Due to natural erosion and some human vandalism, skeletal remains continued to become exposed in the years following the first hasty burials in June 1876. In April 1879, Captain George Sanderson was ordered with his company of Eleventh Infantry from Fort Custer to rebury the exposed remains. Sanderson reported he found very few exposed remains. He gathered together those remains consisting of parts of four or five bodies, by his estimate, and buried them on Last Stand Hill. He then proceeded to build a cordwood memorial on that site. Sanderson noted he believed the reports of unburied dead resulted from misidentification of horse bones for human remains. To forestall further problems he had the horse bone gathered together and placed in a mound giving the field "a perfectly clean appearance, each grave being re-mounded and all animal bones removed" (Sanderson cited in Gray 1975:37). Stanley Morrow's famous photographs of the Keogh area graves, Crittenden's grave, and of the mound of horse bone were taken at this time, and some were even attached to Sanderson's original report to his superiors.
The following extract is from the detailed report by Capt. Sanderson:
Fort Custer, M.T.
Sir: I have the honor to report that in obedience to instructions I went to Custer Battlefield to carry out orders in regard to the graves at that point. I found it impossible to obtain rock within a distance of five miles. I accordingly built a mound out of cord wood filled in the center with all the horse bones I could find on the field. In the center of the mound I dug a grave and interred all the human bones that could be found, in all parts of four or five different bodies. This grave was then built up with wood for four feet above the ground, well covered, and the mound built over and around it. The mound is ten feet square and about eleven feet high; is built on the highest point immediately in rear of where Gen'l Custer's body was found.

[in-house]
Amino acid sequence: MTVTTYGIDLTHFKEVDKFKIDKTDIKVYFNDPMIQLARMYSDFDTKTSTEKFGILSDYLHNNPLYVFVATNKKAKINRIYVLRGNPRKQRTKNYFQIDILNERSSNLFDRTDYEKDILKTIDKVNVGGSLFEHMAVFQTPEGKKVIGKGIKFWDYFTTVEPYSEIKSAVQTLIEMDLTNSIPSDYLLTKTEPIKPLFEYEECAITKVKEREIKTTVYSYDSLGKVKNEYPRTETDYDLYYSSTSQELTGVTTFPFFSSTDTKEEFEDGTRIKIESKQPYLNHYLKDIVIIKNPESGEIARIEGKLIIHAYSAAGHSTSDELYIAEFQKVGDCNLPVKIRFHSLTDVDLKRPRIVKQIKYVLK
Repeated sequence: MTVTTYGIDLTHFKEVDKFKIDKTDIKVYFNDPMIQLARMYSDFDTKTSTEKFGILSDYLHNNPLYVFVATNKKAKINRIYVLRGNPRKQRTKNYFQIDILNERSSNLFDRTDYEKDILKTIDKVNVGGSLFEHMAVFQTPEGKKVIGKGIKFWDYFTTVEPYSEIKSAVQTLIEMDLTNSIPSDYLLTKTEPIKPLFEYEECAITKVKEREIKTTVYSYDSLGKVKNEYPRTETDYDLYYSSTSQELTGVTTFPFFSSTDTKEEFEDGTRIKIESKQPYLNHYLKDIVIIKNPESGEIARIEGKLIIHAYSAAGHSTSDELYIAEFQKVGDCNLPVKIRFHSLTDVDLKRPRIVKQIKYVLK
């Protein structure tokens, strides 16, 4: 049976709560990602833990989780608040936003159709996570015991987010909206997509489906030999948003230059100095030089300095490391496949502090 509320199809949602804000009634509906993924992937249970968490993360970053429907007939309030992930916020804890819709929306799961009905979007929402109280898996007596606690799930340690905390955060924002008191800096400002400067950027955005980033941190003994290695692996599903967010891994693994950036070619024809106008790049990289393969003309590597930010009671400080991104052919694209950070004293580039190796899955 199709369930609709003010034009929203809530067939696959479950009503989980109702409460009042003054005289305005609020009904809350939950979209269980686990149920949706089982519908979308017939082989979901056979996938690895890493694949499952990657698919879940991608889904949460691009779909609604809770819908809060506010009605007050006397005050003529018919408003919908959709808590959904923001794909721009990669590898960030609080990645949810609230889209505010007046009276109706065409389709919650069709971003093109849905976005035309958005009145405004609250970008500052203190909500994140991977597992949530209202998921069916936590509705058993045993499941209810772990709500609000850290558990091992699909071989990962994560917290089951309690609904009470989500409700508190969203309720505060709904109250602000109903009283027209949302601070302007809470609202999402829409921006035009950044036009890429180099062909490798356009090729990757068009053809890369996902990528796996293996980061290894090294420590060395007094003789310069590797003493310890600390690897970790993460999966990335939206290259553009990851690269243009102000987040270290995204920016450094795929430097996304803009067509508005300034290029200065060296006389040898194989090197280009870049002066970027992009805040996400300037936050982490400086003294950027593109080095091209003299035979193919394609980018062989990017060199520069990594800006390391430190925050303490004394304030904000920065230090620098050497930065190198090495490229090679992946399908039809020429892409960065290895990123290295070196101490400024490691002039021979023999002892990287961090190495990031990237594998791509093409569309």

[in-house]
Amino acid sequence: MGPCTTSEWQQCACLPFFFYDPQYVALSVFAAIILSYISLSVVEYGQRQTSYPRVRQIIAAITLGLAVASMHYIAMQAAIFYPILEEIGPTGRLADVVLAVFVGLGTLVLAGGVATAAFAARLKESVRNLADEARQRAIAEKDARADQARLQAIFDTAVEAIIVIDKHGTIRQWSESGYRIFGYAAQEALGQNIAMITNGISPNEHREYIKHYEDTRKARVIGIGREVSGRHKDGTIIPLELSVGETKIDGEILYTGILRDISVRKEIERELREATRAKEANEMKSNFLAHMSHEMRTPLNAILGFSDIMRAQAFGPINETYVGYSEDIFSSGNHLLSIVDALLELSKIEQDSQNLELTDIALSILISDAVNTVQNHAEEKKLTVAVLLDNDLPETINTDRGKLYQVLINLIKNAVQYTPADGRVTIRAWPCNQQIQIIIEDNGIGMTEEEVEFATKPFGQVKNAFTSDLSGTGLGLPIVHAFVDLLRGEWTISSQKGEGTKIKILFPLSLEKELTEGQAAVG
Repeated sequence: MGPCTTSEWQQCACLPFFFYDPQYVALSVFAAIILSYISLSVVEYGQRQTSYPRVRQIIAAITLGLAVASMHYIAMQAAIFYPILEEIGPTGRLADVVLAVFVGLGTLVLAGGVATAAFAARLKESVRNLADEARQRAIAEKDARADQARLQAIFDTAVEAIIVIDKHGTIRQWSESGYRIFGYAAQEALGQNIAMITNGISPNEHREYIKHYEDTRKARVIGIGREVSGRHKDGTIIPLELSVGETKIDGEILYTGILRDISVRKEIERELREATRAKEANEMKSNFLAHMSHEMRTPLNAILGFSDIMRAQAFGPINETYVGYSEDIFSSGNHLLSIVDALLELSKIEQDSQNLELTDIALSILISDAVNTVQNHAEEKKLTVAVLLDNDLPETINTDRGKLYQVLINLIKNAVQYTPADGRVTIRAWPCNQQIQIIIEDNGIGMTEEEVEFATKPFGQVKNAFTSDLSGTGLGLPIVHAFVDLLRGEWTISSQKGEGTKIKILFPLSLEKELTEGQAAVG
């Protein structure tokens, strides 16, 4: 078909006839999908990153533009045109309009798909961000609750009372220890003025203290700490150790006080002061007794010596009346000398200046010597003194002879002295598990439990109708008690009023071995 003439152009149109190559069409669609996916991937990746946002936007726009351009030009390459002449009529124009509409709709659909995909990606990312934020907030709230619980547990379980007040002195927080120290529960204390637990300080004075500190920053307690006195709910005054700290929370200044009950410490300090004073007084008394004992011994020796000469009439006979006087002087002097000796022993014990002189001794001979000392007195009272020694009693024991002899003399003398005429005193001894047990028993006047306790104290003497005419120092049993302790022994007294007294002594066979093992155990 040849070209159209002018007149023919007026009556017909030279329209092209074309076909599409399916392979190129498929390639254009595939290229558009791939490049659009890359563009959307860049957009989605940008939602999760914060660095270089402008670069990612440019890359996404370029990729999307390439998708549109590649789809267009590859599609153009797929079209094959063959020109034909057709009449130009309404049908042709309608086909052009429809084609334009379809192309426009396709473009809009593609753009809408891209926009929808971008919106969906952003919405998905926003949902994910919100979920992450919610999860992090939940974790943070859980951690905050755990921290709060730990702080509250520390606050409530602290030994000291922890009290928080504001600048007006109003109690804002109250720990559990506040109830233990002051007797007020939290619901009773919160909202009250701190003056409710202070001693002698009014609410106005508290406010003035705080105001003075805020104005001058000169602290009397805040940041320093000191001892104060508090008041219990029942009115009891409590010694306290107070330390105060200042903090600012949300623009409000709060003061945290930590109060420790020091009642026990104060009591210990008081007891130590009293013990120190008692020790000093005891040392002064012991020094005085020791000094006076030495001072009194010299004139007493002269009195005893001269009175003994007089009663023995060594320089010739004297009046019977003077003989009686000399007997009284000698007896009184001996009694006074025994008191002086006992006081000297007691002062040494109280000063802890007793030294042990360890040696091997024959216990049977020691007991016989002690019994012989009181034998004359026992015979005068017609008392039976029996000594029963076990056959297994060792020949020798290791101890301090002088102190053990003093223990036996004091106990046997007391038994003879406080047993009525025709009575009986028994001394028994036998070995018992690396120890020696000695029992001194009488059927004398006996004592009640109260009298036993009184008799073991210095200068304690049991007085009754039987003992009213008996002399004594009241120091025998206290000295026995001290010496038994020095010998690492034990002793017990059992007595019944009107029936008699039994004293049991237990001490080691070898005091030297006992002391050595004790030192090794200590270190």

Instead of disturbing any remains, I carefully remounded all graves that could be found. At each grave a stake was driven, where those that had previously placed had fallen. Newspaper reports to the effect that bodies still lay exposed are sensational. From a careful searching of the entire ground the remains now buried beneath the mound were all that could be found. I believe the large number of horse bones lying over the field have given rise to some of such statements, and to prevent any such statements being made in the future, I had all the horse bones gathered together and placed in the mound where they can not be readily disturbed by curiosity seekers.
The ground to the north and east of the field was well searched for six miles in each direction, but no trace of any remains were found, nor anything to indicate that any persons were killed in that direction. The whole field now presents a perfectly clean appearance, each grave being remounded and all animal bones removed.